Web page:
FILE - A woman and her children displaced by fighting in South Sudan sit outside her tent at the Kule camp for Internally Displaced People at the Pagak border crossing in Gambella, Ethiopia, July 10, 2014.

The Anyuak people have also complained of mistreatment, alleging that the Ethiopian government used World Bank funds to push farmers off their land in Gambella.

Getachew, however, rejected the notion that Ethiopia has a larger problem with ethnic divisions.

"Ethnic clashes are the result of people, or government officials, not being able to address governance issues at every level, and what normally is a political problem ends up becoming [an] ethnic problem," he said.

"The overall solution for this challenge is not so much to write off the reality that there are so many ethnic groups, but to make sure that our development records actually benefit all aspects of society and, of course, all ethnic groups in this country should see a light at the end of the tunnel because the development dividend, the growth dividend, should equally benefit all our people."

Fallout from South Sudan

Movement across the South Sudan-Ethiopia border is not a new phenomenon.

Close ties and tensions between the Nuer and Anyuak date back centuries, and the modern border between the two nations does not delineate where either group lives.

The civil war in South Sudan between Nuers and Dinkas is now having a cascading effect on the region, leading to instability in Gambella, where most Nuers have fled, Metho said.

FILE - Flooding is seen after heavy rains at the Lietchuor refugee camp in the Gambella region of Ethiopia.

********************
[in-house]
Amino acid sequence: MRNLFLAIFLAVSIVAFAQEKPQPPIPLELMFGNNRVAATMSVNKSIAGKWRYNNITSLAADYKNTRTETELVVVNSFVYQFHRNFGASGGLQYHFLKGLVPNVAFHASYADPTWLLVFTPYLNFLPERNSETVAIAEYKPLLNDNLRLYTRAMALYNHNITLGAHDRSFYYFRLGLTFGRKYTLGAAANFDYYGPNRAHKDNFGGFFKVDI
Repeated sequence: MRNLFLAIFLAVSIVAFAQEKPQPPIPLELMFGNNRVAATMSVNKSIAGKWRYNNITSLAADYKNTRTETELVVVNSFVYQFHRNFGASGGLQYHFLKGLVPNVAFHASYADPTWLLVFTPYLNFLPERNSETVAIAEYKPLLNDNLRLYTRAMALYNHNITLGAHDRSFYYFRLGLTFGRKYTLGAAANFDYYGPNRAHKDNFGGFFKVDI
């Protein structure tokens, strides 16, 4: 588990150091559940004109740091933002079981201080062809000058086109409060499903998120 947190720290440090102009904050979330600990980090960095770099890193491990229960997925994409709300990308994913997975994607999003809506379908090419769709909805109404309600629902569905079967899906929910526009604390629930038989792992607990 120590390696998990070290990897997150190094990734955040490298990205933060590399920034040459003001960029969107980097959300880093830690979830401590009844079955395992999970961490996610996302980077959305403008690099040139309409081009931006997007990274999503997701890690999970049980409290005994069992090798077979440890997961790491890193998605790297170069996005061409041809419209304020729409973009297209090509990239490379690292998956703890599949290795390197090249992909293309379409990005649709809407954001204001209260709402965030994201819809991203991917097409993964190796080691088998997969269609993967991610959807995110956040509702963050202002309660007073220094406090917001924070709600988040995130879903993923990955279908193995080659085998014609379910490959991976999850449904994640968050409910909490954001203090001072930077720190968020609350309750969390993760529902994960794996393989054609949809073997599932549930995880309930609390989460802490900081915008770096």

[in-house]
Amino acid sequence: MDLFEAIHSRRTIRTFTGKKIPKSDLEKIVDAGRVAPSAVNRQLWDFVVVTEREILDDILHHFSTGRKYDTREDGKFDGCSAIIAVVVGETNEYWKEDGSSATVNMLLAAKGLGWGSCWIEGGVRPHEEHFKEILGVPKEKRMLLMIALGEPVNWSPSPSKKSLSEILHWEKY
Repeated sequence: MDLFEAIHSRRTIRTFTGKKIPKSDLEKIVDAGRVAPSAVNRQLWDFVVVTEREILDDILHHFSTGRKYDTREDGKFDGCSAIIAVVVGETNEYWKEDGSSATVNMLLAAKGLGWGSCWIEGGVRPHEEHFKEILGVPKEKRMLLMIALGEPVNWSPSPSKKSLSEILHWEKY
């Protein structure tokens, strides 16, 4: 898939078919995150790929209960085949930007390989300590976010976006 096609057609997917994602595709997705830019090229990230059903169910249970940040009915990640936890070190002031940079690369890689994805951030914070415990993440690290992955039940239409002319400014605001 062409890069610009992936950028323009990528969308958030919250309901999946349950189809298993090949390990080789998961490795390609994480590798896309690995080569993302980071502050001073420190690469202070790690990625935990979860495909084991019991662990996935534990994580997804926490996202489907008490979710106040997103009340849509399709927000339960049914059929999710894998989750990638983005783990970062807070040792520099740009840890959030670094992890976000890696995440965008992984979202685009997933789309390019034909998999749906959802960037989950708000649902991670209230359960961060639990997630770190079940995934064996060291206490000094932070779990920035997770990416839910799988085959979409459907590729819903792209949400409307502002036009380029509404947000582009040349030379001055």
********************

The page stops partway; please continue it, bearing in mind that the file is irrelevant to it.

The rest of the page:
FILE - Flooding is seen after heavy rains at the Lietchuor refugee camp in the Gambella region of Ethiopia.

"I think some of the Anyuaks feel threatened by the refugees, and the United Nations also didn't [handle its] responsibility because some of the refugees — they came carrying their guns with them, and usually the refugees are not supposed to have guns," he said.

Thowat Pal, the chairman of the Ethiopian Patriotic Front, an opposition group working to change leadership in Ethiopia, blamed South Sudanese leaders for destabilizing the region.

"The instability of South Sudan is the cause of these illegal arms because when [former opposition leader and present South Sudanese Vice President] Riek Machar was mobilizing people, he was mobilizing tribal youth to fight for the interest of a plan which he has concocted in order to capture power by force," Pal said.

Pal fears that too many disputes in both Ethiopia and South Sudan fracture along ethnic lines.

"There's regionalization which is based on ethnicity," he said. "Some Ethiopians, nowadays, after the fall of the Derg, they don't consider themselves as Ethiopians. They consider themselves as ethnic communities of their own areas."

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    Salem Solomon

    Salem Solomon is a journalist and web producer at Voice of America’s Africa Division, where she reports in English, Amharic and Tigrigna. Her work has appeared in The New York Times, Poynter.org, Reuters and The Tampa Bay Times. Salem researches trends in analytics and digital journalism, and her data-driven work has been featured in VOA’s special projects collection.